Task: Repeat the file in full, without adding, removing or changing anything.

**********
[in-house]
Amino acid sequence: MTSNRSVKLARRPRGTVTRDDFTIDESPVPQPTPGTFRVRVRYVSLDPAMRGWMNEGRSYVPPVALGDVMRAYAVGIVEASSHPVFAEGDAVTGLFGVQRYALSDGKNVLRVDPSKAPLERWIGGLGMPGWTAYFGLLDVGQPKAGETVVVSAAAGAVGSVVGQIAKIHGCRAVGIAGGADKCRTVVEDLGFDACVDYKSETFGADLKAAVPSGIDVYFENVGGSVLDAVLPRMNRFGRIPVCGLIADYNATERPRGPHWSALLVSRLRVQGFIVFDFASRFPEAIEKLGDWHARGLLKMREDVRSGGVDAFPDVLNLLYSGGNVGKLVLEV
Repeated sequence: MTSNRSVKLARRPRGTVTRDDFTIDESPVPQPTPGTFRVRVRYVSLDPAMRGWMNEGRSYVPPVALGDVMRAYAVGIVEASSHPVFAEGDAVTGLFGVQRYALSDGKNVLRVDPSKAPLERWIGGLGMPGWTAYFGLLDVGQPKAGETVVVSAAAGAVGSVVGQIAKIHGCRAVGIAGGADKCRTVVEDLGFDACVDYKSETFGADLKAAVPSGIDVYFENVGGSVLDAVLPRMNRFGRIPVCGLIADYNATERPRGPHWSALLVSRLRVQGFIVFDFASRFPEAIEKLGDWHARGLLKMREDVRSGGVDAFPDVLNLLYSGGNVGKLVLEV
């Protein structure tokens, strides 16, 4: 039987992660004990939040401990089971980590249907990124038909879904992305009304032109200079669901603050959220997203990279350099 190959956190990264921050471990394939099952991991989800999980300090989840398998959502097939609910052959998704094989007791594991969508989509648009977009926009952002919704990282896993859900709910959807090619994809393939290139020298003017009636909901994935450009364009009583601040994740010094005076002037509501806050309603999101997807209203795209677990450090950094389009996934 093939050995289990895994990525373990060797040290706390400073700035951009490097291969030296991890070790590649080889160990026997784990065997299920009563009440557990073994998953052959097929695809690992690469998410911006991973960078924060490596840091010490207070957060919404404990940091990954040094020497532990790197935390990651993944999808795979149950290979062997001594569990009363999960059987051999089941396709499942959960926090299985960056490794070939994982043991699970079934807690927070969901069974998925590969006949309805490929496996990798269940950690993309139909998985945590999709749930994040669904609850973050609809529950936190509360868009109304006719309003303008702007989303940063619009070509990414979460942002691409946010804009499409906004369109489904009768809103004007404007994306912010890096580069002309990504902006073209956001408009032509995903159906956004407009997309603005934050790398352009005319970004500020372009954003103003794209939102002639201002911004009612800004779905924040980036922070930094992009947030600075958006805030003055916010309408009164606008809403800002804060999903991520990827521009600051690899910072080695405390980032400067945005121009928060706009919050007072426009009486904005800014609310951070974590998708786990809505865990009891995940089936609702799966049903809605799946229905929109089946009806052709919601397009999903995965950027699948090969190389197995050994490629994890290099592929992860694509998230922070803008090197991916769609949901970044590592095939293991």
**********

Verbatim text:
[in-house]
Amino acid sequence: MTSNRSVKLARRPRGTVTRDDFTIDESPVPQPTPGTFRVRVRYVSLDPAMRGWMNEGRSYVPPVALGDVMRAYAVGIVEASSHPVFAEGDAVTGLFGVQRYALSDGKNVLRVDPSKAPLERWIGGLGMPGWTAYFGLLDVGQPKAGETVVVSAAAGAVGSVVGQIAKIHGCRAVGIAGGADKCRTVVEDLGFDACVDYKSETFGADLKAAVPSGIDVYFENVGGSVLDAVLPRMNRFGRIPVCGLIADYNATERPRGPHWSALLVSRLRVQGFIVFDFASRFPEAIEKLGDWHARGLLKMREDVRSGGVDAFPDVLNLLYSGGNVGKLVLEV
Repeated sequence: MTSNRSVKLARRPRGTVTRDDFTIDESPVPQPTPGTFRVRVRYVSLDPAMRGWMNEGRSYVPPVALGDVMRAYAVGIVEASSHPVFAEGDAVTGLFGVQRYALSDGKNVLRVDPSKAPLERWIGGLGMPGWTAYFGLLDVGQPKAGETVVVSAAAGAVGSVVGQIAKIHGCRAVGIAGGADKCRTVVEDLGFDACVDYKSETFGADLKAAVPSGIDVYFENVGGSVLDAVLPRMNRFGRIPVCGLIADYNATERPRGPHWSALLVSRLRVQGFIVFDFASRFPEAIEKLGDWHARGLLKMREDVRSGGVDAFPDVLNLLYSGGNVGKLVLEV
């Protein structure tokens, strides 16, 4: 039987992660004990939040401990089971980590249907990124038909879904992305009304032109200079669901603050959220997203990279350099 190959956190990264921050471990394939099952991991989800999980300090989840398998959502097939609910052959998704094989007791594991969508989509648009977009926009952002919704990282896993859900709910959807090619994809393939290139020298003017009636909901994935450009364009009583601040994740010094005076002037509501806050309603999101997807209203795209677990450090950094389009996934 093939050995289990895994990525373990060797040290706390400073700035951009490097291969030296991890070790590649080889160990026997784990065997299920009563009440557990073994998953052959097929695809690992690469998410911006991973960078924060490596840091010490207070957060919404404990940091990954040094020497532990790197935390990651993944999808795979149950290979062997001594569990009363999960059987051999089941396709499942959960926090299985960056490794070939994982043991699970079934807690927070969901069974998925590969006949309805490929496996990798269940950690993309139909998985945590999709749930994040669904609850973050609809529950936190509360868009109304006719309003303008702007989303940063619009070509990414979460942002691409946010804009499409906004369109489904009768809103004007404007994306912010890096580069002309990504902006073209956001408009032509995903159906956004407009997309603005934050790398352009005319970004500020372009954003103003794209939102002639201002911004009612800004779905924040980036922070930094992009947030600075958006805030003055916010309408009164606008809403800002804060999903991520990827521009600051690899910072080695405390980032400067945005121009928060706009919050007072426009009486904005800014609310951070974590998708786990809505865990009891995940089936609702799966049903809605799946229905929109089946009806052709919601397009999903995965950027699948090969190389197995050994490629994890290099592929992860694509998230922070803008090197991916769609949901970044590592095939293991």